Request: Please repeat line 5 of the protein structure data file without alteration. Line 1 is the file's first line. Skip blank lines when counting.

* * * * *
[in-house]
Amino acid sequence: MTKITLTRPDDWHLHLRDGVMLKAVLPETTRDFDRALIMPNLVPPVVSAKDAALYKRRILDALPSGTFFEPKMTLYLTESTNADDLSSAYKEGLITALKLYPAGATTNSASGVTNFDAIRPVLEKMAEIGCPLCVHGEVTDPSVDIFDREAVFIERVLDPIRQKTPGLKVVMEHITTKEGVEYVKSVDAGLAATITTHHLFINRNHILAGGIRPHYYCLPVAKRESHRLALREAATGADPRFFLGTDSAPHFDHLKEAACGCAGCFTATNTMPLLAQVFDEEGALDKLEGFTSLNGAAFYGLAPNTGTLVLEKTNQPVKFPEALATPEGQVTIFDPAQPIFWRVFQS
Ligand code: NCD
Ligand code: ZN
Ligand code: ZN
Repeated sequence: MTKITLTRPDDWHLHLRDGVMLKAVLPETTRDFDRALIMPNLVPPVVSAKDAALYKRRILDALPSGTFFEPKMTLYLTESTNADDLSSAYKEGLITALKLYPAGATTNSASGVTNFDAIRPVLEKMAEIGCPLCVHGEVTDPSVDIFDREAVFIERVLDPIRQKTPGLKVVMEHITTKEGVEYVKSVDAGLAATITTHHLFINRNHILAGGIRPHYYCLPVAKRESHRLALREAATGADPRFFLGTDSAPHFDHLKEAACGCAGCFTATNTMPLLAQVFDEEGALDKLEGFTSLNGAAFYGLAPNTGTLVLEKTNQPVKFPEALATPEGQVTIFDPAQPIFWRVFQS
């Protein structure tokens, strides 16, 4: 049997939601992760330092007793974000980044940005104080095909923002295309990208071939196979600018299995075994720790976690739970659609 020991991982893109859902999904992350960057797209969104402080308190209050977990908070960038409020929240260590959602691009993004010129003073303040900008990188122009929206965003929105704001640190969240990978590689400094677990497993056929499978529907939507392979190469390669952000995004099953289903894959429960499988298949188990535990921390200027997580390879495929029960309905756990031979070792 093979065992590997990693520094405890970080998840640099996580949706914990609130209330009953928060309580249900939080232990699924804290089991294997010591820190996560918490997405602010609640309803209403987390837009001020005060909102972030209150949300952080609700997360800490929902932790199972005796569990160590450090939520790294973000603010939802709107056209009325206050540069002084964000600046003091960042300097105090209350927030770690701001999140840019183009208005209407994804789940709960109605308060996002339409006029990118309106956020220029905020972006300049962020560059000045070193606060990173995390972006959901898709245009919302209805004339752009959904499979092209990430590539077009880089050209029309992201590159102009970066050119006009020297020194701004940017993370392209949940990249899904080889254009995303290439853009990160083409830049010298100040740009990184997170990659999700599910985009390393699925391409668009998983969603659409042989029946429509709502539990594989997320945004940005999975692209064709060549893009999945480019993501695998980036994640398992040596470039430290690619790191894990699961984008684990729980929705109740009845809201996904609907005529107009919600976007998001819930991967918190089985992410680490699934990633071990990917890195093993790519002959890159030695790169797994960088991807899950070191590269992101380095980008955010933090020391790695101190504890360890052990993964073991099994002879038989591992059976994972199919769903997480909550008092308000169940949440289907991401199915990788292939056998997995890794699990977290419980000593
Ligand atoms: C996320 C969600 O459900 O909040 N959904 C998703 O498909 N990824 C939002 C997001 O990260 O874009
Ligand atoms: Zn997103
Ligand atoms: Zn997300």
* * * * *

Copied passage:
Ligand code: ZN